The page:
The Week in Books

April 3, 2008

The Gold Leaf Lady and Other Parapsychological Investigations by Stephen Braude, professor of philosophy, University of Maryland, Baltimore County. University of Chicago Press, £11.50, ISBN 97802260715

"Stephen Braude himself feels that he has been the victim of uninformed and unfair criticisms by irrational and misleading critics, and is angry that his honest, courageous and scholarly work has been dismissed by those with weaker hearts and minds. He has become so sure of his own position that he considers the sceptics to be either ignorant of the evidence, or else to have been driven by fear of the implications into a position of intellectual dishonesty."

Peter Lamont, Times Literary Supplement

Revolution in Mind: The Creation of Psychoanalysis by George Makari, director of the Institute for the History of Psychiatry, Cornell University. Duckworth, £25.00, ISBN 9780715637593

"George Makari's synthetic grasp is as great as the Freud he describes. In a series of brilliant potted portraits, he delineates the often contradictory contributions of a score of psychoanalysts."

Lisa Appignanesi, Financial Times

On the Wealth of Nations by P. J. O'Rourke, H.L. Mencken research fellow, Cato Institute. Grove Atlantic, £8.99, ISBN 9780802143426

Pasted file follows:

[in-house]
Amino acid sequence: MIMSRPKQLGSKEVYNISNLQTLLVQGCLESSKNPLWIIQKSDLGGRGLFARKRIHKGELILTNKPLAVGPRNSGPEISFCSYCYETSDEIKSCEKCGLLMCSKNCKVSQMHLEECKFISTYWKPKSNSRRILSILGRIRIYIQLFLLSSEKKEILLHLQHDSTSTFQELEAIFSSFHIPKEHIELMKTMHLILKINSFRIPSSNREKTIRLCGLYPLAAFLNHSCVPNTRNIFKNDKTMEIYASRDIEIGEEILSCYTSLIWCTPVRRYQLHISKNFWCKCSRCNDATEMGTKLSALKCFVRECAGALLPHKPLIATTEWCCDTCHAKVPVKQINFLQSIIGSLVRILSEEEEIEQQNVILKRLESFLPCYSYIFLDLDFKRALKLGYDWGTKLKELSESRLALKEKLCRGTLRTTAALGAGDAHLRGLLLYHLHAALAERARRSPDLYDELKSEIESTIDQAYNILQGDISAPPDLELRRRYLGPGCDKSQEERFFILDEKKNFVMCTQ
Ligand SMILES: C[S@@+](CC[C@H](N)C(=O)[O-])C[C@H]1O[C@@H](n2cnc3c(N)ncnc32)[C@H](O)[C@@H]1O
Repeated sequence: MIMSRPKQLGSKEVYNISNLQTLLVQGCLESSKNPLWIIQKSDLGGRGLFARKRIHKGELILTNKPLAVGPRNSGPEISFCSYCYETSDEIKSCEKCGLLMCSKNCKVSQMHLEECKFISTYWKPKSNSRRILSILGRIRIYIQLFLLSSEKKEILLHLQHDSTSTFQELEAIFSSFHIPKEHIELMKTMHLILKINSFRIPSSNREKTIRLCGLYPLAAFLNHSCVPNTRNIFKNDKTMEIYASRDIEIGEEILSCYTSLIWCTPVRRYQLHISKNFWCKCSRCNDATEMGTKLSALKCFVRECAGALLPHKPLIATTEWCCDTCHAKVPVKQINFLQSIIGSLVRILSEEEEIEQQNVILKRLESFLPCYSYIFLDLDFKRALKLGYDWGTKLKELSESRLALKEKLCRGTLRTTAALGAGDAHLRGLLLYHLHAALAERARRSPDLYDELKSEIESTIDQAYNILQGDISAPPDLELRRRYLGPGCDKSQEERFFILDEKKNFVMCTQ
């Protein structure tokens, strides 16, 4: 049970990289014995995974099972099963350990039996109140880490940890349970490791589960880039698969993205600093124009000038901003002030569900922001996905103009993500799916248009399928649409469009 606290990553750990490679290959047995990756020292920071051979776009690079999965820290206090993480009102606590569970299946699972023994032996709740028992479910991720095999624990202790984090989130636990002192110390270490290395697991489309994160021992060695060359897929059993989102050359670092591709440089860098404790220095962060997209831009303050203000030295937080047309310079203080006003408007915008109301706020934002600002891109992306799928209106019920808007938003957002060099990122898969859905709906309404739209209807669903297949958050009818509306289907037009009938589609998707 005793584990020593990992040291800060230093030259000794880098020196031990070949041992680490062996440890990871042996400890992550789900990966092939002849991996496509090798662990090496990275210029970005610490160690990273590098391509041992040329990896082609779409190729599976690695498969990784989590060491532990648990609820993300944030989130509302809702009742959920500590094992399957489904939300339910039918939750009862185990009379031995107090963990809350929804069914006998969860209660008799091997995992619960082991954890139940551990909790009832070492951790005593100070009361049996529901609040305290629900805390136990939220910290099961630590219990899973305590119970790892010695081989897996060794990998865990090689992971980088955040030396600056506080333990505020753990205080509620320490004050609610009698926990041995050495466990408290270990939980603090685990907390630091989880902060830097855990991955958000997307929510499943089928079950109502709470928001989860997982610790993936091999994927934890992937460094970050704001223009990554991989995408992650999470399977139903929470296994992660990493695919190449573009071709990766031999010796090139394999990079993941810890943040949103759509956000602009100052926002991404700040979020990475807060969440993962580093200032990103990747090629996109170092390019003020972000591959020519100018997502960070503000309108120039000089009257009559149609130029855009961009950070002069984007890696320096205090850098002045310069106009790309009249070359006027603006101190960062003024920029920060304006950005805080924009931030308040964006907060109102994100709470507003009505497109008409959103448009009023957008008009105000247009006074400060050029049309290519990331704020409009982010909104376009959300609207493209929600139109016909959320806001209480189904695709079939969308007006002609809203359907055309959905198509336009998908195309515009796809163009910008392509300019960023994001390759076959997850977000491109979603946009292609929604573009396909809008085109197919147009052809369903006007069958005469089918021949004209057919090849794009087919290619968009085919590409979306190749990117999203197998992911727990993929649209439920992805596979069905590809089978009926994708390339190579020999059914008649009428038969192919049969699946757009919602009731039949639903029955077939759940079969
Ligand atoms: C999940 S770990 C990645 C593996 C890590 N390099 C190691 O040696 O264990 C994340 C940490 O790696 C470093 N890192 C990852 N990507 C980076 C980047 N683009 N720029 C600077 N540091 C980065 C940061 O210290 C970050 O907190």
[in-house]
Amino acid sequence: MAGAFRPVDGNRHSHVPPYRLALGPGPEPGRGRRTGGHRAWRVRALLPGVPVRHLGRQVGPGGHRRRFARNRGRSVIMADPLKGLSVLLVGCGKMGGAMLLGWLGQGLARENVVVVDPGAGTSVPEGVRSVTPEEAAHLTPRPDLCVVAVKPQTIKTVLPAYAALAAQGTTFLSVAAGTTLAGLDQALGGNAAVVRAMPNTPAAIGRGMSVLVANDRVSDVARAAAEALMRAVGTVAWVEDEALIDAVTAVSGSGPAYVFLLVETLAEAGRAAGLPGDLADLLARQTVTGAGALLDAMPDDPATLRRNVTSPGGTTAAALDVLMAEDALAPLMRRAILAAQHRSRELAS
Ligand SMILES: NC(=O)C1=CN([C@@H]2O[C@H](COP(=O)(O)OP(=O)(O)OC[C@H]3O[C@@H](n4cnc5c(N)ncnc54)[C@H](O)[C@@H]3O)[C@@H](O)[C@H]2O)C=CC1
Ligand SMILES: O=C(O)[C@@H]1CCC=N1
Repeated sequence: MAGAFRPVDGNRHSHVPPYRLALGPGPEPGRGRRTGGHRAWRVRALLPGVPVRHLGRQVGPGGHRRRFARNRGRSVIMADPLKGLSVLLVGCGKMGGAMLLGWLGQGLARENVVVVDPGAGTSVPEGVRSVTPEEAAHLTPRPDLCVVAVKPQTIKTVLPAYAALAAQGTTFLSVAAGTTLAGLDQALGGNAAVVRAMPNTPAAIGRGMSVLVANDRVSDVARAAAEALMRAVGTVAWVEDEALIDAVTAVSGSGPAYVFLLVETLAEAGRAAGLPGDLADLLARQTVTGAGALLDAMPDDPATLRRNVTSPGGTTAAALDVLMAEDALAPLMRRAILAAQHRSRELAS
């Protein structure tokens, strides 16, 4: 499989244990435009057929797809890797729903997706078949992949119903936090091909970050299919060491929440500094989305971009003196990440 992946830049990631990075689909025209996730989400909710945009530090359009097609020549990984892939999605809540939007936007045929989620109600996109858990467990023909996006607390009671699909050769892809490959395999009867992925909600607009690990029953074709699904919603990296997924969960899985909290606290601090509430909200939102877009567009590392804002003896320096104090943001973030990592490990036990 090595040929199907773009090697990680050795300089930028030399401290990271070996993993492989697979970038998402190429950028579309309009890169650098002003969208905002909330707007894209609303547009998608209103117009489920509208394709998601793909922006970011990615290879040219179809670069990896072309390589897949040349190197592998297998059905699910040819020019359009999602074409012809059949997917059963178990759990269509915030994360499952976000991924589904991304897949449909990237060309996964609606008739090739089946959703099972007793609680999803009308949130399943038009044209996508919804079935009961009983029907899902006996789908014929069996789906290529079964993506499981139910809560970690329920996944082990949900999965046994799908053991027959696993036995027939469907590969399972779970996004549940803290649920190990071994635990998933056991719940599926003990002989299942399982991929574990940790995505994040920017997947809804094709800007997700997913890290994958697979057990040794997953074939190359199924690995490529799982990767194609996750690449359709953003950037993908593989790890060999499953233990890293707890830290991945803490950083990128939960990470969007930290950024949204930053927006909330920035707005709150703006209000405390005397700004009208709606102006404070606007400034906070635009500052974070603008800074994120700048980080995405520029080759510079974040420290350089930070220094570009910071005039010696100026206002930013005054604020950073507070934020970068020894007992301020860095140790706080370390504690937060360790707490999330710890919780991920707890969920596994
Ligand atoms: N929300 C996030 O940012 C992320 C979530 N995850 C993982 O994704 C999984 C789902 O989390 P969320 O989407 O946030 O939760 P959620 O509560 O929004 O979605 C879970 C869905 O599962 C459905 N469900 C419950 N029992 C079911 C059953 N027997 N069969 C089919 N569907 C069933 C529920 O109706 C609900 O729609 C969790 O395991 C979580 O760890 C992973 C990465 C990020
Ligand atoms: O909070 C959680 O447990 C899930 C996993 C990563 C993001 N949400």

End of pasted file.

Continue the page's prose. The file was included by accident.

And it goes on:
"Too many quips are bafflingly US-centric and as it's not a critique, there's little thought spared for the ever-increasing number who slip through the fingers of Adam Smith's famous 'invisible hand'. But as divisions of labour go, having P. J. O'Rourke read Smith so that you don't have to is still worthwhile and productive."

Lawrence Phelan, The Independent

We-Think: The Power of Mass Creativity by Charles Leadbeater, visiting fellow at the Skoll Centre for Social Entrepreneurship, Said Business School, University of Oxford. Profile Books, £12.99, ISBN 9781861978929

"Charles Leadbeater makes an attempt to corral a wild and unruly subject, nothing less than the impact of information technology on 21st-century society. His analysis often feels like it is struggling under the weight of its own ambition."

Tim Lott, Sunday Telegraph

Dog Years by Mark Doty, John and Rebecca Moores professor in the creative writing graduate programme, University of Houston. Jonathan Cape, £12.99, ISBN 9780224080910

"As a poet, Mark Doty's biographical approach is not chronological but lyrical, shifting tenses and taking literary detours, and although some memories are bleak - his parents abandoning an unwanted puppy on a hard shoulder - many are offered with a dry, self-effacing sense of humour."

Decca Aitkenhead, The Guardian.

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Recent controversy over the future directions of both Stanford and Melbourne university presses have raised questions about the role of in-house publishing arms in a world of commercialisation, impact agendas, alternative facts – and ever-diminishing monograph sales. Anna McKie reports

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